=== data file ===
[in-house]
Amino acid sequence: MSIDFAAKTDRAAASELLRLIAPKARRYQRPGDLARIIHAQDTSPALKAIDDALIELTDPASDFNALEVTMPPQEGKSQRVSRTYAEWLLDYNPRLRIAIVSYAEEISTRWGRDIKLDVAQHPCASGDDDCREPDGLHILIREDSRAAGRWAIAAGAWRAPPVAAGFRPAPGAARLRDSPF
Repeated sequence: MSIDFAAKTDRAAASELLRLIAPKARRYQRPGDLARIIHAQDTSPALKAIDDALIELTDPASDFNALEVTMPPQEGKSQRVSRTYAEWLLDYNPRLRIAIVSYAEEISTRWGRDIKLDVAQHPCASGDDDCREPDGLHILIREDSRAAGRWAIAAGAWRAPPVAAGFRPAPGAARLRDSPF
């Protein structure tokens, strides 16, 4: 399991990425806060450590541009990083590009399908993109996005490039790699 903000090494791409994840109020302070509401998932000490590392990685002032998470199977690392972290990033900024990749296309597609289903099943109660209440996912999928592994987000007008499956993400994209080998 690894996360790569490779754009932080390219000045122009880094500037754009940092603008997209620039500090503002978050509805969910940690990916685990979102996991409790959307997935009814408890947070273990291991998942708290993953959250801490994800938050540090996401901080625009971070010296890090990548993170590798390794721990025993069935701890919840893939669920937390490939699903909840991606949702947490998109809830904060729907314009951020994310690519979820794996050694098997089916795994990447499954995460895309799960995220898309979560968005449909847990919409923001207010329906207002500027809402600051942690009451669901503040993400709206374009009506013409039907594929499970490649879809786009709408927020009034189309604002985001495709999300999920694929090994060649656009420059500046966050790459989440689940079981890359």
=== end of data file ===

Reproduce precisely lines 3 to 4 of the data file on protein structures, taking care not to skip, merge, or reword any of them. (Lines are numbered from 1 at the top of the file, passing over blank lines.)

Repeated sequence: MSIDFAAKTDRAAASELLRLIAPKARRYQRPGDLARIIHAQDTSPALKAIDDALIELTDPASDFNALEVTMPPQEGKSQRVSRTYAEWLLDYNPRLRIAIVSYAEEISTRWGRDIKLDVAQHPCASGDDDCREPDGLHILIREDSRAAGRWAIAAGAWRAPPVAAGFRPAPGAARLRDSPF
């Protein structure tokens, strides 16, 4: 399991990425806060450590541009990083590009399908993109996005490039790699 903000090494791409994840109020302070509401998932000490590392990685002032998470199977690392972290990033900024990749296309597609289903099943109660209440996912999928592994987000007008499956993400994209080998 690894996360790569490779754009932080390219000045122009880094500037754009940092603008997209620039500090503002978050509805969910940690990916685990979102996991409790959307997935009814408890947070273990291991998942708290993953959250801490994800938050540090996401901080625009971070010296890090990548993170590798390794721990025993069935701890919840893939669920937390490939699903909840991606949702947490998109809830904060729907314009951020994310690519979820794996050694098997089916795994990447499954995460895309799960995220898309979560968005449909847990919409923001207010329906207002500027809402600051942690009451669901503040993400709206374009009506013409039907594929499970490649879809786009709408927020009034189309604002985001495709999300999920694929090994060649656009420059500046966050790459989440689940079981890359």